Trial record 8 of 27 for:    " April 14, 2010":" May 14, 2010"[FIRST-RECEIVED-DATE]AND HIV[CONDITION]

Cardiovascular Diseases in HIV-infected Patients HIV-HEART Study: 5 Years Follow-up

This study has been completed.
Sponsor:
Collaborators:
HIV-HEART Study Investigative Group
German Heart Failure Network
German Competence Network for HIV/AIDS
German Federal Ministry of Education and Research
Bristol Myers Squibb GmbH & Co.KGaA
ViiV Healthcare
GlaxoSmithKline
Abbott
Boehringer Ingelheim Pharma GmbH & Co. KG
Merck Sharp & Dohme Corp.
Information provided by:
University Hospital, Essen
ClinicalTrials.gov Identifier:
NCT01196273
First received: May 7, 2010
Last updated: June 27, 2012
Last verified: September 2010
  Purpose

HIV-infection is associated not only with a reduced function of the immune system, but also linked with diseases of other organ systems, in particular with the heart.

Heart conditions that have been described with HIV include

  • Pericarditis,
  • Pleural effusion
  • Pulmonary hypertension (Venedic classification typ II)
  • Dilated cardiomyopathy
  • Heart failure
  • Myocarditis
  • Bacterial endocarditis
  • Heart valve disorders In addition to previously stated disorders of the heart, the premature atherosclerosis of coronary arteries, a further even more important disease of the heart in this patient population, went into the focus of most HIV-researchers and physicians.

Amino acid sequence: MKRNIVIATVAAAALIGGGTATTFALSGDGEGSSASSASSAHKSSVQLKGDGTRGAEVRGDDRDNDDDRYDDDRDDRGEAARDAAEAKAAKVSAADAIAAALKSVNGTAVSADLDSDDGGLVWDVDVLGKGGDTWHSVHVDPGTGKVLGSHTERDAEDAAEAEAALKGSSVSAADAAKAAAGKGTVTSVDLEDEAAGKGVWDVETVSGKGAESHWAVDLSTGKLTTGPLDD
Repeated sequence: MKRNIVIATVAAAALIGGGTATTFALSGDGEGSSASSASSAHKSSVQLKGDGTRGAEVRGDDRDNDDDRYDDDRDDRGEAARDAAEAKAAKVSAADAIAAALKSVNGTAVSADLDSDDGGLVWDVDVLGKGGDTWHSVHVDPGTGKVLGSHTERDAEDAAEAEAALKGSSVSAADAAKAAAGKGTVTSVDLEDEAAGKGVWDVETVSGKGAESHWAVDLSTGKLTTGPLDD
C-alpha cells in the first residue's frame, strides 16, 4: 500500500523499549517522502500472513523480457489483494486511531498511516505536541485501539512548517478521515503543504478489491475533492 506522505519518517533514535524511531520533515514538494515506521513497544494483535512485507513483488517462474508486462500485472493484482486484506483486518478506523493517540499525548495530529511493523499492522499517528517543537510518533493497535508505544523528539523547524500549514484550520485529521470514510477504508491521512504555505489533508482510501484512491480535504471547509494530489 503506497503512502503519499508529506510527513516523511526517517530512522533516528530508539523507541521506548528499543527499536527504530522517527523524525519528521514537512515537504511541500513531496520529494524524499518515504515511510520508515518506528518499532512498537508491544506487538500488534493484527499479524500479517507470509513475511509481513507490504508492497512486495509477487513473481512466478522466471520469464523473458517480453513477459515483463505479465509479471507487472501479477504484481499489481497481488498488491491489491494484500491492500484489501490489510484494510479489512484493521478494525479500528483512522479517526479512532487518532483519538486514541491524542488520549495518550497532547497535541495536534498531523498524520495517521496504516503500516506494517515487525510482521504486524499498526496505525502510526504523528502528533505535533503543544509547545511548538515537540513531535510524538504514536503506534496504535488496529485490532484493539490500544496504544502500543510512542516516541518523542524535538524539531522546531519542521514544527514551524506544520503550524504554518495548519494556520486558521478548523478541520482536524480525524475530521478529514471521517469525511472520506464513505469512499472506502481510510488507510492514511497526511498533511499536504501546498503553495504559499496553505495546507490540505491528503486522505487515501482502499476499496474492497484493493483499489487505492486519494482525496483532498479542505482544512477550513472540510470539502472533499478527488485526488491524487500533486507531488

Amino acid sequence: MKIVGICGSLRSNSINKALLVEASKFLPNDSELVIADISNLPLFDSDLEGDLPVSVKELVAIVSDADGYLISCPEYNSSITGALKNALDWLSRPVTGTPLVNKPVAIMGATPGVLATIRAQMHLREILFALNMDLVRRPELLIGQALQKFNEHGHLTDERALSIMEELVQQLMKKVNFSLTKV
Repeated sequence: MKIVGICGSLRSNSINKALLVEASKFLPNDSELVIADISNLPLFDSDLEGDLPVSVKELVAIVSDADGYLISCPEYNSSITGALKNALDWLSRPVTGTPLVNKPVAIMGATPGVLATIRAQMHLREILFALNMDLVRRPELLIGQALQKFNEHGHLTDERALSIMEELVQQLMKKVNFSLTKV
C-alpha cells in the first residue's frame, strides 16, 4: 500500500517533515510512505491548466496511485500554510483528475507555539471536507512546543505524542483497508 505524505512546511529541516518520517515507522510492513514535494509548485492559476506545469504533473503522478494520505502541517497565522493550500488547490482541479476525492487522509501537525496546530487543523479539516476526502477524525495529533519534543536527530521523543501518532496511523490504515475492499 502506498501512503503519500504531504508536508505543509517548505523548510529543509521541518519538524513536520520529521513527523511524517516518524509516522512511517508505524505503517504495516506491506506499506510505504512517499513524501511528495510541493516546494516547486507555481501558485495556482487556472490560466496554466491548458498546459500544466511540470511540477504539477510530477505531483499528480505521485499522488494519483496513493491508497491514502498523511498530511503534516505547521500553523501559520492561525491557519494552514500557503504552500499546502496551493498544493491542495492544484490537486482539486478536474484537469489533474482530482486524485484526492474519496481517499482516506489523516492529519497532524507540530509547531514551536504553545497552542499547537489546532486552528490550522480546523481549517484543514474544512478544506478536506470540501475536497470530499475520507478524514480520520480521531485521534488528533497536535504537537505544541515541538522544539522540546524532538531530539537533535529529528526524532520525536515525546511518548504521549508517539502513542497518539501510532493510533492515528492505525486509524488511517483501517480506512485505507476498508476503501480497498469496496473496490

Premature atherosclerosis of coronary arteries results in coronary calcification, angina pectoris, myocardial infarction and sudden death. HIV-positive patients are at greater risk for a variety of heart-related conditions, including coronary artery disease. It is assumed, that HIV infection doubles the risk of a heart attack, according to recent research.

The reason for this link between HIV and heart-related conditions is unknown, but secondary infections that affect the heart muscle and coronary arteries have a greater chance of occurring in people with compromised immune systems. In addition, the HI-virus itself had been detected in the myocardium and might have an impact on the premature of cardiovascular diseases.

Furthermore, some of the medications used to treat HIV patients (antiretroviral therapy, ART) are assumed to have heart-related side effects.

Therefore, current treatment regimens for HIV infection have to be balanced against the marked benefits of antiretroviral treatment. Nevertheless, prevention of coronary heart disease should be integrated into current treatment procedures of HIV-infected patients.

The link between the heart and HIV is well established but not well understood. Therefore, further results are needed for efficient guidelines for the prevention, diagnostic and therapy of HIV-associated cardiovascular diseases.


Condition Intervention
Coronary Heart Disease
Heart Failure
HIV
AIDS
Metabolic Syndrome
Other: Comprehensive non invasive cardiovascular examination